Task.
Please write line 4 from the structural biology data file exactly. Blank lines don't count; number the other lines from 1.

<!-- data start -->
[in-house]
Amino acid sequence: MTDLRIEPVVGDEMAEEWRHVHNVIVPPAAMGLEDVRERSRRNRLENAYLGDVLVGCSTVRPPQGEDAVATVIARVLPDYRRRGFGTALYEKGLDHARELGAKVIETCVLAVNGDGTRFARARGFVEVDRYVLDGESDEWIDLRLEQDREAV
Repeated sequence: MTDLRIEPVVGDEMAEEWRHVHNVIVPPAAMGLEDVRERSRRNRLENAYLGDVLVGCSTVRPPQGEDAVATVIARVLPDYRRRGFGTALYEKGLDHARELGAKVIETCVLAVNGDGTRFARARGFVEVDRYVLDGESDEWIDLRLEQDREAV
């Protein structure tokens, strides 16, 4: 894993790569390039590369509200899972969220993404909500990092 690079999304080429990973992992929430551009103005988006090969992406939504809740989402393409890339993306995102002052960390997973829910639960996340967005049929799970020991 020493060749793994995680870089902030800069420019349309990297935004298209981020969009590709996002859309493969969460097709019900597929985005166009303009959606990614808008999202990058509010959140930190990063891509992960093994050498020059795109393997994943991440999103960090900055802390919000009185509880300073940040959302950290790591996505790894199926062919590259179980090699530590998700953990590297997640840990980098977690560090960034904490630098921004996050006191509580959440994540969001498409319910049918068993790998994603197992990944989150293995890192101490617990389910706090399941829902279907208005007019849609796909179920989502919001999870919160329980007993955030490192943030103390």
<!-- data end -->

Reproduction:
């Protein structure tokens, strides 16, 4: 894993790569390039590369509200899972969220993404909500990092 690079999304080429990973992992929430551009103005988006090969992406939504809740989402393409890339993306995102002052960390997973829910639960996340967005049929799970020991 020493060749793994995680870089902030800069420019349309990297935004298209981020969009590709996002859309493969969460097709019900597929985005166009303009959606990614808008999202990058509010959140930190990063891509992960093994050498020059795109393997994943991440999103960090900055802390919000009185509880300073940040959302950290790591996505790894199926062919590259179980090699530590998700953990590297997640840990980098977690560090960034904490630098921004996050006191509580959440994540969001498409319910049918068993790998994603197992990944989150293995890192101490617990389910706090399941829902279907208005007019849609796909179920989502919001999870919160329980007993955030490192943030103390």